NEW YORK — The latest federal lawsuit over alleged mortgage fraud paints an unflattering picture of a doomed lender: Executives at Countrywide Financial urged workers to churn out loans, accepted fudged applications and tried to hide ballooning defaults.
The suit, filed Wednesday by the top federal prosecutor in Manhattan, also underscored how Bank of America’s purchase of Countrywide in July 2008, just before the financial crisis, backfired severely.
The prosecutor, Preet Bharara, said he was seeking more than $1 billion, but the suit could ultimately recover much more in damages.
“This lawsuit should send another clear message that reckless lending practices will not be tolerated,” Mr. Bharara said in a statement. He described Countrywide’s practices as “spectacularly brazen in scope.”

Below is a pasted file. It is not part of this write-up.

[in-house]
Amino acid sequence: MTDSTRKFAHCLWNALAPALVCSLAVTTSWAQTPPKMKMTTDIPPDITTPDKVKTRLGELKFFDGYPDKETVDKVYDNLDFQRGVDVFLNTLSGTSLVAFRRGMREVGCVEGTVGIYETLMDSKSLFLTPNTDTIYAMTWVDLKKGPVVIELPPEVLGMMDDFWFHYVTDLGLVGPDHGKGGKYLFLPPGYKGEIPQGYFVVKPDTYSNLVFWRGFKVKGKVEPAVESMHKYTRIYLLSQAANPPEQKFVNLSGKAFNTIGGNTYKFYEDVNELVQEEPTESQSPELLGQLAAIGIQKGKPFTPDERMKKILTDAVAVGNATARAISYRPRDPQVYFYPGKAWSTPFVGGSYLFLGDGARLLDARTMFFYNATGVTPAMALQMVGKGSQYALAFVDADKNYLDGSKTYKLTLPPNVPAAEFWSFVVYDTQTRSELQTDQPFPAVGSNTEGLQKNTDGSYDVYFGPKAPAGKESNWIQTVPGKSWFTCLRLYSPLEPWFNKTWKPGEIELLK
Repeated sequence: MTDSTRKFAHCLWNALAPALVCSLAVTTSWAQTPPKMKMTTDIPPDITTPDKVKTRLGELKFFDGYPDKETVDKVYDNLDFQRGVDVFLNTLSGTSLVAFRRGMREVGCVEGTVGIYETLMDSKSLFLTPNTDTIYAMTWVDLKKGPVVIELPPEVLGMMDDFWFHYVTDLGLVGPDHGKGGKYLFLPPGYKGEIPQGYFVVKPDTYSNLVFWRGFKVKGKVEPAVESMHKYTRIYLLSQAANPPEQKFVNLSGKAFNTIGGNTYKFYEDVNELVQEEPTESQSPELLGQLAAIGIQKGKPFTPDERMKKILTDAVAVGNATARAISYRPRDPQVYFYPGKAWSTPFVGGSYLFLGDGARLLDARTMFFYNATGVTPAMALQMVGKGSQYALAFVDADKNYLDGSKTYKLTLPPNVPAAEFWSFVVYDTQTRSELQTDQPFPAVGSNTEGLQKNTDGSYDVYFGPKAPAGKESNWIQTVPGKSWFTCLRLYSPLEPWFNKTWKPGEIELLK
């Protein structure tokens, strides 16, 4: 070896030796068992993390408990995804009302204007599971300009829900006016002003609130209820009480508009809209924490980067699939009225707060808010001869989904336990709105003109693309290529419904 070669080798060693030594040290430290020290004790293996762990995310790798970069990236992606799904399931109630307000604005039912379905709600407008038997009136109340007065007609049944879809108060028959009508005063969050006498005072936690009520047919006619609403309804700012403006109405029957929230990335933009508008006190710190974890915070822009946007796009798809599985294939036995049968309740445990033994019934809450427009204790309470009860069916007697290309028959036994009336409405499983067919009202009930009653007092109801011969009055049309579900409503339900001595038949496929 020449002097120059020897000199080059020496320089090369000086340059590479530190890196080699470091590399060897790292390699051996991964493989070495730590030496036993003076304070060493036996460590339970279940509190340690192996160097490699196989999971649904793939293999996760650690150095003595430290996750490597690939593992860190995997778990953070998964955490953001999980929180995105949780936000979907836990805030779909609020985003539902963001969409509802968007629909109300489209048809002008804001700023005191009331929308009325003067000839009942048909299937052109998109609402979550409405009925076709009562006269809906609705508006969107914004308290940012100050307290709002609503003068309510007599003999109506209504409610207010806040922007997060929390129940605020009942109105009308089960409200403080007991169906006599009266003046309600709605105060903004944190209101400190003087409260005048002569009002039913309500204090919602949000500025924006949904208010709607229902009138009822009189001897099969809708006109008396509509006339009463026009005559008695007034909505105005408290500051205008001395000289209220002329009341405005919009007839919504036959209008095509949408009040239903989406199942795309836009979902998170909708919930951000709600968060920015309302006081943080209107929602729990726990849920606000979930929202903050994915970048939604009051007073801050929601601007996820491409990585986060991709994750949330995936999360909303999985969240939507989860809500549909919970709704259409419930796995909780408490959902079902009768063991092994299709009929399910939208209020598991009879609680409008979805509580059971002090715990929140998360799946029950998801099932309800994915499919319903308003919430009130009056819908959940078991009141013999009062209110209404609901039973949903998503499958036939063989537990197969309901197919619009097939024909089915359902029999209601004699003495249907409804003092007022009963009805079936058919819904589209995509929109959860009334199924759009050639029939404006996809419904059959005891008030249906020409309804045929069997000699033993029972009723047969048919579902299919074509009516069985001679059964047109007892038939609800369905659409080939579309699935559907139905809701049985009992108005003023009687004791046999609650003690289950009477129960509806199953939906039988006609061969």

He called the accusation that the bank has failed to buy back loans “simply false.”
It operated under the motto, “Loans Move Forward, Never Backward.”
The program eliminated checks meant to ensure that mortgages were being granted to borrowers who could afford them, according to the lawsuit.
For example, loan processors no longer had to complete worksheets that helped them assess whether income levels that borrowers entered on their loan applications were reasonable.View Entire Story
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